For the Professional While expanding its offerings for the lay chef, the CIA has kept its professional courses fresh and current, maintaining its reputation as the top culinary school in the country.  As Ash travels around the country to culinary conferences, he confirms that there is a distinct characteristic to a CIA graduate.

“The CIA is, without question, the premier culinary training facility. Because of its long history, the school has a handle on how to give the depth of knowledge that enables students to perform at a pretty high level when they leave. The CIA delivers the goods.” One of the CIA’s main strengths is that it provides a forum for people to easily change their career path. Take Annie Baker, who is now the pastry chef at Mustards Grill. (And, yes, that is her real name.) Baker was a former accountant and baking hobbyist in Chicago who wanted to change her profession. She enrolled in one of the CIA’s 30-week baking and pastry programs. “It was a quick and easy way to change my career and do something I had a passion for.” 

The most valuable information Baker gleaned from the school was not only knowledge but also respect. “They teach you the tools and techniques, and I wanted people to take me seriously. You learn the science behind what you’re doing, [such as] why you are really whipping your egg whites. It’s an ‘aha’ eye-opener, and I would not be here if I didn’t go to the CIA.”

Since graduating from the baking and pastry arts certificate program just five years ago, Baker has found steady work in Wine Country, eventually landing the prestigious position at Mustards. Her specialties at the restaurant include her take on a peanut butter pie—which is gobbled up by customers whenever it appears on the menu—and some nifty bread puddings, such as pumpkin bread pudding. “Cindy Pawlcyn, the owner, is a really neat lady and let’s you spread your wings,” Baker says.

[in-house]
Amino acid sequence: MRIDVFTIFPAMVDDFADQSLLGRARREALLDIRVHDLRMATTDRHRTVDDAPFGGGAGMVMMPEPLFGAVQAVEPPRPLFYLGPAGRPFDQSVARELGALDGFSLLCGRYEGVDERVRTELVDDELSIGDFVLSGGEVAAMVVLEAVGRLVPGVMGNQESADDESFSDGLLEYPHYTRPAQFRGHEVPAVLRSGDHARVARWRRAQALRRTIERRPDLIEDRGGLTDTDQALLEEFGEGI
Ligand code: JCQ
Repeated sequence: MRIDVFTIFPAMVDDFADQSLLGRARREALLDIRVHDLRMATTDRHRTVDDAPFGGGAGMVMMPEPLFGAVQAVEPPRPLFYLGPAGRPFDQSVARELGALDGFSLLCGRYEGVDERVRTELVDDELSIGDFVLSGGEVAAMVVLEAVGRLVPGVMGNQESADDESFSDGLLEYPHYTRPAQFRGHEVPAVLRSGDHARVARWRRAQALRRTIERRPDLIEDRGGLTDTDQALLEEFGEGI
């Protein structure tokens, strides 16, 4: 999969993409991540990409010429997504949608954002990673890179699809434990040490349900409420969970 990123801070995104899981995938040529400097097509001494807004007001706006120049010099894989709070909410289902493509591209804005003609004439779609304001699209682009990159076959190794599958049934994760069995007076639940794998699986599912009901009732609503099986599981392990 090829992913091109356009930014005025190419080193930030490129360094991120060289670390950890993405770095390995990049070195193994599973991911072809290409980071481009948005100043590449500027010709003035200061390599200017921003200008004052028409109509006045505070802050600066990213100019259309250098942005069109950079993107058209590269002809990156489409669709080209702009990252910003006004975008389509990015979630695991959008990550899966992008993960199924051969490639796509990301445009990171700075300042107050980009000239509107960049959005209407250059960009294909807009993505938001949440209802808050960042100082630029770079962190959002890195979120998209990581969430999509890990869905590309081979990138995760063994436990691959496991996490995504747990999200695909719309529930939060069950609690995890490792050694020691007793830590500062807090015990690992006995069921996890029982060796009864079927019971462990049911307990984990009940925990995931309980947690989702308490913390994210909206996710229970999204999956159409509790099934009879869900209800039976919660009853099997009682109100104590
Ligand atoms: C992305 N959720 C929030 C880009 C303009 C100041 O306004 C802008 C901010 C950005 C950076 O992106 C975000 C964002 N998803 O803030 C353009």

Baker’s experience is similar to many of the school’s baking and pastry alumni, who have found positions in the top kitchens in Wine Country. There are graduates working as assistant pastry chefs at Redd in Yountville and at Cyrus in Healdsburg; the head pastry chef at Bleaux Magnolia and the savory chef at Angèle in Napa are also from the CIA. Cindy Pawlcyn employs several alumni at her valley eateries: Carina Lopez works at Cindy’s Backstreet Kitchen, Dan Carter is in charge of pastry at Go Fish!, and Makiko Nagano (Maki) works with Baker at Mustards. 

“I love the CIA people,” says Baker. “They’ve had the same training that I’ve had, so I know what they know.”

In addition to its education programs, the CIA’s professional events are also a major draw. The Worlds of Flavor conferences and festivals have become legendary and sell out quicker than an NBA playoff game.  November’s Rise of Asia conference, which will explore the cuisines of Japan, China, Thailand, and Indonesia, sold out online within a few days. And the program, which is celebrating its 10th year, features an attendee list that is a veritable who’s-who of the food and beverage industry. 

Perhaps the role of the institute is summed up best by famed chef and restaurateur Thomas Keller, who sits on the CIA’s board: “The Culinary Institute of America has a rich and long tradition of offering the highest quality culinary education possible. I foresee the school and its staff continuing to shape many of our new leaders of the food industry well into the future.”